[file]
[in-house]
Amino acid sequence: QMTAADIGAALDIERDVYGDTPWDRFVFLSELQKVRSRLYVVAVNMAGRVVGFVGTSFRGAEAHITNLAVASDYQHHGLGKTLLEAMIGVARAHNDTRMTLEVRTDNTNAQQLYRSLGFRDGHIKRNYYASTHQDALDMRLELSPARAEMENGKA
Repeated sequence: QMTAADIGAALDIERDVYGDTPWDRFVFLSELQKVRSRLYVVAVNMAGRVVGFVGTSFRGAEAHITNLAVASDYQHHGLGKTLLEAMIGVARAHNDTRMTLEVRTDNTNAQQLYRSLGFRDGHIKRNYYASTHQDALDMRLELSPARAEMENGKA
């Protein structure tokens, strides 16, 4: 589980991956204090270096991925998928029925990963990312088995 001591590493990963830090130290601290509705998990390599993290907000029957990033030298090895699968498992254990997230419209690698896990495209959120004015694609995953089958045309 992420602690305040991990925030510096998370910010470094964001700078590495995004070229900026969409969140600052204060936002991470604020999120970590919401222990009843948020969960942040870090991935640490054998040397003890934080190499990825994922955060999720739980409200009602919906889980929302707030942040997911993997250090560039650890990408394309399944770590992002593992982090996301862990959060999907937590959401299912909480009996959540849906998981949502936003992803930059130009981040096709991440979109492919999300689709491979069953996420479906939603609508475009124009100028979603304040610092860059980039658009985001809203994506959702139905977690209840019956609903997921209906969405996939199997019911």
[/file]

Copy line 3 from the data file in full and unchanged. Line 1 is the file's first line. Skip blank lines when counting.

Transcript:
Repeated sequence: QMTAADIGAALDIERDVYGDTPWDRFVFLSELQKVRSRLYVVAVNMAGRVVGFVGTSFRGAEAHITNLAVASDYQHHGLGKTLLEAMIGVARAHNDTRMTLEVRTDNTNAQQLYRSLGFRDGHIKRNYYASTHQDALDMRLELSPARAEMENGKA